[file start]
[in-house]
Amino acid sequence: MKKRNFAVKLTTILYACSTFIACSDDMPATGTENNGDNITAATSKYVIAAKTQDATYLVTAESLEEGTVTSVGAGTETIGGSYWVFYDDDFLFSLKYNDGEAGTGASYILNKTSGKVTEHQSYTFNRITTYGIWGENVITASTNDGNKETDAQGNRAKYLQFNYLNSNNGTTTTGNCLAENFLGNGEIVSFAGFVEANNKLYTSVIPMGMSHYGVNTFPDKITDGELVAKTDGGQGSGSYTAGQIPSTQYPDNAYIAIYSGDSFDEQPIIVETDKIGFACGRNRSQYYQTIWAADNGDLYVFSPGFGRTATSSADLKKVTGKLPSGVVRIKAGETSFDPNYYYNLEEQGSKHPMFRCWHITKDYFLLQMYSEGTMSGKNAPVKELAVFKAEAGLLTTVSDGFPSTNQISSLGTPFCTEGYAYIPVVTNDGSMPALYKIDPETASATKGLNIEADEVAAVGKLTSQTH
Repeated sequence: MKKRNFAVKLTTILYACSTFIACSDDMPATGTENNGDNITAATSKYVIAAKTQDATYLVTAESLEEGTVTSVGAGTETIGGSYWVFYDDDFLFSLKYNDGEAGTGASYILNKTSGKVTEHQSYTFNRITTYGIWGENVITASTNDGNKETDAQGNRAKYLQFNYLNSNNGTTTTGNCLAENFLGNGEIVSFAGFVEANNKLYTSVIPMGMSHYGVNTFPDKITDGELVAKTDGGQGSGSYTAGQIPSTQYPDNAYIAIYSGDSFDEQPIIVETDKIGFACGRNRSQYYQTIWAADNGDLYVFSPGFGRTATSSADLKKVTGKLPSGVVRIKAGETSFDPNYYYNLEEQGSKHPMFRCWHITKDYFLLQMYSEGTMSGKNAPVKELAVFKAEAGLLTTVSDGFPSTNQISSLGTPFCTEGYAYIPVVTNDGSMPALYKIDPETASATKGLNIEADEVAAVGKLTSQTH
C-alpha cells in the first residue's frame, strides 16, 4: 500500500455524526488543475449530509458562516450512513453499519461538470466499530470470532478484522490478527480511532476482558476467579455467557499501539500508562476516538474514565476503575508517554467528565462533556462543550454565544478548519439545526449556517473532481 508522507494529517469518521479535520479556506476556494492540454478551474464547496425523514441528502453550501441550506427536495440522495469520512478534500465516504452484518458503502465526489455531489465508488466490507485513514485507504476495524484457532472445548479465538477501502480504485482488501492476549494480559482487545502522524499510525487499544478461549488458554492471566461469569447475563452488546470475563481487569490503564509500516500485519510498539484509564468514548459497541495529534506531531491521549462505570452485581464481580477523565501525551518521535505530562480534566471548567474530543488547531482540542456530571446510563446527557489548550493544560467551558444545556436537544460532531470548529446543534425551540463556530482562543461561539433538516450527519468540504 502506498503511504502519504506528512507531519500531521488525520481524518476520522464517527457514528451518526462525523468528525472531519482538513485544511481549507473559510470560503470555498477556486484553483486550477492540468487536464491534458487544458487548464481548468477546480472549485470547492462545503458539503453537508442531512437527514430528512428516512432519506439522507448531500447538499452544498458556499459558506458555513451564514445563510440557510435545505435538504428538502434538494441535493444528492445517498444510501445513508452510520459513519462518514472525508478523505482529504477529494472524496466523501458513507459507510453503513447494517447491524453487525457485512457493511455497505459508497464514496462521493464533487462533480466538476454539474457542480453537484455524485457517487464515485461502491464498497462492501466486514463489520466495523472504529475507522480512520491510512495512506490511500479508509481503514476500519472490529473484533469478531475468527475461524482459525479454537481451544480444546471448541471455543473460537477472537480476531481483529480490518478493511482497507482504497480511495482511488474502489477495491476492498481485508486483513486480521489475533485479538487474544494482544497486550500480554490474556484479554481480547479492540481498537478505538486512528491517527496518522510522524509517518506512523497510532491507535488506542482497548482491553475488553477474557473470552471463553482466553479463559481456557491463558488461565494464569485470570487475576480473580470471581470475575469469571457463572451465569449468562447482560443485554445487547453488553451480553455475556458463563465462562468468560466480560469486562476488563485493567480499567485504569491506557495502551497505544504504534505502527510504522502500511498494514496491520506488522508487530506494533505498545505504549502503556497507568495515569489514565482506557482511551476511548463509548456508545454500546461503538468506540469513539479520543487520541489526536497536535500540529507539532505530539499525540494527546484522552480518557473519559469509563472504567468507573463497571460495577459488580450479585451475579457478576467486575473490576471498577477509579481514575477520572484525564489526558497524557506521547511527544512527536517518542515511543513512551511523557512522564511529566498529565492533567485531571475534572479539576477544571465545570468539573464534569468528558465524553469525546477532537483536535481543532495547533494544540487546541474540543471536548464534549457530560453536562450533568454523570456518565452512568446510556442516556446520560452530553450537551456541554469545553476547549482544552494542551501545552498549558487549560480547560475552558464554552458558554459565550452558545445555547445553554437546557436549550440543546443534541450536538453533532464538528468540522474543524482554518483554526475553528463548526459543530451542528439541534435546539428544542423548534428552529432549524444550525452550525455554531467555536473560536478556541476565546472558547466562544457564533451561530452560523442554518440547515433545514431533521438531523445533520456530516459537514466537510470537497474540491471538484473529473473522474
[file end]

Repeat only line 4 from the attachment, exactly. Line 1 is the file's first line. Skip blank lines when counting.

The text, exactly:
C-alpha cells in the first residue's frame, strides 16, 4: 500500500455524526488543475449530509458562516450512513453499519461538470466499530470470532478484522490478527480511532476482558476467579455467557499501539500508562476516538474514565476503575508517554467528565462533556462543550454565544478548519439545526449556517473532481 508522507494529517469518521479535520479556506476556494492540454478551474464547496425523514441528502453550501441550506427536495440522495469520512478534500465516504452484518458503502465526489455531489465508488466490507485513514485507504476495524484457532472445548479465538477501502480504485482488501492476549494480559482487545502522524499510525487499544478461549488458554492471566461469569447475563452488546470475563481487569490503564509500516500485519510498539484509564468514548459497541495529534506531531491521549462505570452485581464481580477523565501525551518521535505530562480534566471548567474530543488547531482540542456530571446510563446527557489548550493544560467551558444545556436537544460532531470548529446543534425551540463556530482562543461561539433538516450527519468540504 502506498503511504502519504506528512507531519500531521488525520481524518476520522464517527457514528451518526462525523468528525472531519482538513485544511481549507473559510470560503470555498477556486484553483486550477492540468487536464491534458487544458487548464481548468477546480472549485470547492462545503458539503453537508442531512437527514430528512428516512432519506439522507448531500447538499452544498458556499459558506458555513451564514445563510440557510435545505435538504428538502434538494441535493444528492445517498444510501445513508452510520459513519462518514472525508478523505482529504477529494472524496466523501458513507459507510453503513447494517447491524453487525457485512457493511455497505459508497464514496462521493464533487462533480466538476454539474457542480453537484455524485457517487464515485461502491464498497462492501466486514463489520466495523472504529475507522480512520491510512495512506490511500479508509481503514476500519472490529473484533469478531475468527475461524482459525479454537481451544480444546471448541471455543473460537477472537480476531481483529480490518478493511482497507482504497480511495482511488474502489477495491476492498481485508486483513486480521489475533485479538487474544494482544497486550500480554490474556484479554481480547479492540481498537478505538486512528491517527496518522510522524509517518506512523497510532491507535488506542482497548482491553475488553477474557473470552471463553482466553479463559481456557491463558488461565494464569485470570487475576480473580470471581470475575469469571457463572451465569449468562447482560443485554445487547453488553451480553455475556458463563465462562468468560466480560469486562476488563485493567480499567485504569491506557495502551497505544504504534505502527510504522502500511498494514496491520506488522508487530506494533505498545505504549502503556497507568495515569489514565482506557482511551476511548463509548456508545454500546461503538468506540469513539479520543487520541489526536497536535500540529507539532505530539499525540494527546484522552480518557473519559469509563472504567468507573463497571460495577459488580450479585451475579457478576467486575473490576471498577477509579481514575477520572484525564489526558497524557506521547511527544512527536517518542515511543513512551511523557512522564511529566498529565492533567485531571475534572479539576477544571465545570468539573464534569468528558465524553469525546477532537483536535481543532495547533494544540487546541474540543471536548464534549457530560453536562450533568454523570456518565452512568446510556442516556446520560452530553450537551456541554469545553476547549482544552494542551501545552498549558487549560480547560475552558464554552458558554459565550452558545445555547445553554437546557436549550440543546443534541450536538453533532464538528468540522474543524482554518483554526475553528463548526459543530451542528439541534435546539428544542423548534428552529432549524444550525452550525455554531467555536473560536478556541476565546472558547466562544457564533451561530452560523442554518440547515433545514431533521438531523445533520456530516459537514466537510470537497474540491471538484473529473473522474